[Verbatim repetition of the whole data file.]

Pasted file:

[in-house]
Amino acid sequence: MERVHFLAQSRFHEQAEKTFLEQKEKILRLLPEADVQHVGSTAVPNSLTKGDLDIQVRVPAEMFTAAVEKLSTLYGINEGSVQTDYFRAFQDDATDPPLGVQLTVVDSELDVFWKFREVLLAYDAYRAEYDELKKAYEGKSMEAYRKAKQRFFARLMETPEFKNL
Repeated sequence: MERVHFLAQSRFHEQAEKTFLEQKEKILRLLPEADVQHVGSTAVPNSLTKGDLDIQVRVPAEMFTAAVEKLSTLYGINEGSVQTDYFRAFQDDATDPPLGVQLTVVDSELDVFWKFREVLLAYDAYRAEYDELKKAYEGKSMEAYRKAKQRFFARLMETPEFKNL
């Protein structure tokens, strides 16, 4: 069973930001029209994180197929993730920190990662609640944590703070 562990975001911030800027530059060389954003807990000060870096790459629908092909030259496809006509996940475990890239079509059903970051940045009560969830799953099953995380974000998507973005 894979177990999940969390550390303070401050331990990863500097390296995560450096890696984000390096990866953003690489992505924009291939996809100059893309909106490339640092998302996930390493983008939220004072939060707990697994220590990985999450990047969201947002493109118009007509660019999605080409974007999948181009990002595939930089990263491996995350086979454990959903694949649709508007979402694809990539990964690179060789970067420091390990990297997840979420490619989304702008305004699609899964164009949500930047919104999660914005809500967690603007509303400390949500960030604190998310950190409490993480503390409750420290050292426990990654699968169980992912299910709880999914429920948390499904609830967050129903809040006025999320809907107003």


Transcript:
[in-house]
Amino acid sequence: MERVHFLAQSRFHEQAEKTFLEQKEKILRLLPEADVQHVGSTAVPNSLTKGDLDIQVRVPAEMFTAAVEKLSTLYGINEGSVQTDYFRAFQDDATDPPLGVQLTVVDSELDVFWKFREVLLAYDAYRAEYDELKKAYEGKSMEAYRKAKQRFFARLMETPEFKNL
Repeated sequence: MERVHFLAQSRFHEQAEKTFLEQKEKILRLLPEADVQHVGSTAVPNSLTKGDLDIQVRVPAEMFTAAVEKLSTLYGINEGSVQTDYFRAFQDDATDPPLGVQLTVVDSELDVFWKFREVLLAYDAYRAEYDELKKAYEGKSMEAYRKAKQRFFARLMETPEFKNL
């Protein structure tokens, strides 16, 4: 069973930001029209994180197929993730920190990662609640944590703070 562990975001911030800027530059060389954003807990000060870096790459629908092909030259496809006509996940475990890239079509059903970051940045009560969830799953099953995380974000998507973005 894979177990999940969390550390303070401050331990990863500097390296995560450096890696984000390096990866953003690489992505924009291939996809100059893309909106490339640092998302996930390493983008939220004072939060707990697994220590990985999450990047969201947002493109118009007509660019999605080409974007999948181009990002595939930089990263491996995350086979454990959903694949649709508007979402694809990539990964690179060789970067420091390990990297997840979420490619989304702008305004699609899964164009949500930047919104999660914005809500967690603007509303400390949500960030604190998310950190409490993480503390409750420290050292426990990654699968169980992912299910709880999914429920948390499904609830967050129903809040006025999320809907107003």